Redundancy and restructuring: How to treat your workforce fairly

By Michael McNally Wed 8 May, 2019

company meeting

When economic conditions become challenging or you plan to take your business in a different direction, you are likely to review your staffing arrangements. If you are thinking of restructuring your business and will need to make some employees redundant you need to consider how to do this fairly and within the law.

It is important to be as fair and transparent as possible with your workforce to minimise the risk of alleged unfairness in the redundancy procedure under UK employment law. Michael McNally, employment law solicitor at Warners Solicitors in Kent, explains the principles you should consider in a restructuring and redundancy situation and how you can treat your employees fairly.

When you may have a redundancy situation

You are likely to have a redundancy situation if you are closing a business or a particular site of your business, an employee’s particular role or skill is no longer required, or you do not need the numbers of staff you have right now.

Redundancy consultation

When you have a redundancy situation you must not be tempted to make someone redundant on the basis of subjective reasons such as a personal dislike or because they have a protected characteristic such as race, sex or pregnancy as you could face an unfair dismissal and/or discrimination claim.

Instead, consider how you can follow a fair process that is non-discriminatory. This requires individual consultation with your employees in which you should explain your business reasons for selecting for redundancy, your proposed selection process, the proposed pool of those at risk of redundancy and how redundancy could be avoided such as by offering alternative work. You may even want to consider offering voluntary redundancy to some employees to make your restructuring drive easier, though this could prove costlier for the business.

If you plan to make at least 20 employees redundant during a 90-day period you must also undertake a ‘collective consultation’ which means consulting with the relevant trade unions. Bear in mind there are specific timescales and procedural requirements to comply with and the specialist employment lawyers at Warners Solicitors will explain how these apply to you in practice.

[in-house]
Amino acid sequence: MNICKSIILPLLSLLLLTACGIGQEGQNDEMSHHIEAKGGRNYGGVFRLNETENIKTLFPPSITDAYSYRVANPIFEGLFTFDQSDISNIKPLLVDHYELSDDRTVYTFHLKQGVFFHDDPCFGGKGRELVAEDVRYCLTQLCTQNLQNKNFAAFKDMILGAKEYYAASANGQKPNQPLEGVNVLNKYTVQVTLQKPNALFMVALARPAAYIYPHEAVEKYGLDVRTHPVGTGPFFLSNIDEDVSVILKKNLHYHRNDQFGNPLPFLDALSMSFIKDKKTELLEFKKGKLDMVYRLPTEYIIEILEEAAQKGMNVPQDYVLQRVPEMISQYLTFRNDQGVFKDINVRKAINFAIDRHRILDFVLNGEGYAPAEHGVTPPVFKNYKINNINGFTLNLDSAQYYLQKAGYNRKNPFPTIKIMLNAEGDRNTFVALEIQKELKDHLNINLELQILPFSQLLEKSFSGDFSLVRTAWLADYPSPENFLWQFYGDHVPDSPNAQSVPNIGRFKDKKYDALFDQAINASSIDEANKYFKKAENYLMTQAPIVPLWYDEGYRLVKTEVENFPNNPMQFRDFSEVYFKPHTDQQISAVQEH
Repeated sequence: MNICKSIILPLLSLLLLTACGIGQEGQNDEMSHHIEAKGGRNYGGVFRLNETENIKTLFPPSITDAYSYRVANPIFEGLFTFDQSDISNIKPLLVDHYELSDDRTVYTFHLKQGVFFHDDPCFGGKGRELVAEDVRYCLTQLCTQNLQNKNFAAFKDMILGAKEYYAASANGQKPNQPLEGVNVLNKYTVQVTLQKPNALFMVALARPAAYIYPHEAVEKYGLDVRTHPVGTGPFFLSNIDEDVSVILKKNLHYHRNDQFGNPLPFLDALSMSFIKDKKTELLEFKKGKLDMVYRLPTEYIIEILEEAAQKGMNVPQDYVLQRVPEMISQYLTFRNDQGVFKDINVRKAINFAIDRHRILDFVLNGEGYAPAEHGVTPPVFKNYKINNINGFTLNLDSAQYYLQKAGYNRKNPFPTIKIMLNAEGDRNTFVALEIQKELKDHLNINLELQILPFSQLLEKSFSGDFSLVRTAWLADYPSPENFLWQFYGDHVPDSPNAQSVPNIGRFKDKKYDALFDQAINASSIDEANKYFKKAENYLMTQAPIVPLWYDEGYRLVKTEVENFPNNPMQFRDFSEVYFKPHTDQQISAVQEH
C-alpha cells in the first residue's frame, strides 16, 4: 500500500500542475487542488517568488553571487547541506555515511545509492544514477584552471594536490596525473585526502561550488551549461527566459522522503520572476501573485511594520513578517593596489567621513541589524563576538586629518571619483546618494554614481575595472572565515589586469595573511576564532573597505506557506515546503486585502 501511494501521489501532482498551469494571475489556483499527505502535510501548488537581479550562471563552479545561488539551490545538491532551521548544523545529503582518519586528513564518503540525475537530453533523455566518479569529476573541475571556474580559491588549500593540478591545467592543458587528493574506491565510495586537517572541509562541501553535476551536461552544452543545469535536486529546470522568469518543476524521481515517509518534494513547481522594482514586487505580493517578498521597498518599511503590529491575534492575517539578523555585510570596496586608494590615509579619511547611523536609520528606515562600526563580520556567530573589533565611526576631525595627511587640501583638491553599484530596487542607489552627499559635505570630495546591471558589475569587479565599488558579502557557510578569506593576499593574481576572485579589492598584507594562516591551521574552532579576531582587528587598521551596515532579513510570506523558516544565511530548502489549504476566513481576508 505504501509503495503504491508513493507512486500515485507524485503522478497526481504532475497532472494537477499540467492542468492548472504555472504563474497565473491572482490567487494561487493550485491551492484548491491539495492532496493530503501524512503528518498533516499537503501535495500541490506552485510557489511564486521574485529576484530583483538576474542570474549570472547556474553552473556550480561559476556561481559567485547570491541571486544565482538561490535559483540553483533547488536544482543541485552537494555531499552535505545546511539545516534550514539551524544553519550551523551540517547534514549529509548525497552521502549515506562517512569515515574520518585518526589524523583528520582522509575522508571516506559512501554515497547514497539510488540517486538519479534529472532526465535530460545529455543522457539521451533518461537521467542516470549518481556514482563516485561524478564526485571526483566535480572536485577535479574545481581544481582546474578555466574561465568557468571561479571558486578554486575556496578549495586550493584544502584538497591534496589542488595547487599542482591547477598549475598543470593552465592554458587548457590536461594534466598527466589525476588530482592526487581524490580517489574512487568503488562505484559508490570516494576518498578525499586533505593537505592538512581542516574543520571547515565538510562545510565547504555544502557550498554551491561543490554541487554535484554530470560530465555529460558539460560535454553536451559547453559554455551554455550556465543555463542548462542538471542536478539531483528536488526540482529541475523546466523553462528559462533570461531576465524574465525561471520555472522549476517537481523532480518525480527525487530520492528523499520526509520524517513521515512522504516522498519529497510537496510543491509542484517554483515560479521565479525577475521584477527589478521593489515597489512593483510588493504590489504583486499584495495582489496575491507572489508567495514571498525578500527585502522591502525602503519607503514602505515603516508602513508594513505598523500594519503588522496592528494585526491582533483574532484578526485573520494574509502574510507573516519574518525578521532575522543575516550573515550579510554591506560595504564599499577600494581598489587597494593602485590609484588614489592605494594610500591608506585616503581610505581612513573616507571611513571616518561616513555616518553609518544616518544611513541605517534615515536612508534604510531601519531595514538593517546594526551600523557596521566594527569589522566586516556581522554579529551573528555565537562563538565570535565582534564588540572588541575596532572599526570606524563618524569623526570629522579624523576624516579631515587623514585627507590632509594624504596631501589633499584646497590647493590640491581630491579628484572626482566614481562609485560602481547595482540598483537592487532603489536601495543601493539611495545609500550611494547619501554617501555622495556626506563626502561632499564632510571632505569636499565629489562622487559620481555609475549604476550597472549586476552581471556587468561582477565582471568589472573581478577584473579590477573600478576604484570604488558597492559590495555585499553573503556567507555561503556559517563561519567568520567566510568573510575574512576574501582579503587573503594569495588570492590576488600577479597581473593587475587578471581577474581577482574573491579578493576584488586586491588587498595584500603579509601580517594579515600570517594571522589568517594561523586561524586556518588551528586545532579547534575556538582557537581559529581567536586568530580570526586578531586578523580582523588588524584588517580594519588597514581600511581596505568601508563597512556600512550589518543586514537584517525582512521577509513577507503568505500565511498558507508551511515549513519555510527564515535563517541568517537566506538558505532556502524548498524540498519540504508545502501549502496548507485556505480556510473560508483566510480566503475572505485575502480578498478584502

Ensuring a fair selection process

You can select the appropriate selection criteria to apply but it must be objective and fairly and consistently applied, otherwise you risk an expensive claim by an employee who claims they were wrongly selected for redundancy. For example, if one of your selection criteria is attendance, you should discount any absences related to pregnancy or maternity during the mother’s protected period and disability-related absences. When scoring against your selection criteria, make sure you are consistent and keep evidence showing how you allocate the scores in case of a later dispute.

You should also consider whether there are alternative positions in the business to which an employee could be deployed. Think about how this can be done fairly in practice, taking into account factors such as their skills and experience and the location of the vacancy.

Your obligations on redundancy

When making an employee redundant you must make a statutory redundancy payment if they have been employed for two years or more. Their entitlement depends on their years of service and is capped at a maximum amount determined by the government (currently £15,240). The amount payable is calculated by applying a formula which takes into account age and years of service.

To be confident you can restructure your workforce fairly and legally to minimise the risk of employment claims, specialist legal advice is vital. For further information, please contact Michael McNally in the employment law team on 01732 770660 or emailm.mcnally@warners.law. Warners Solicitors has offices in Sevenoaks and Tonbridge, Kent.

This article is for general information only and does not constitute legal or professional advice. Please note that the law may have changed since this article was published.

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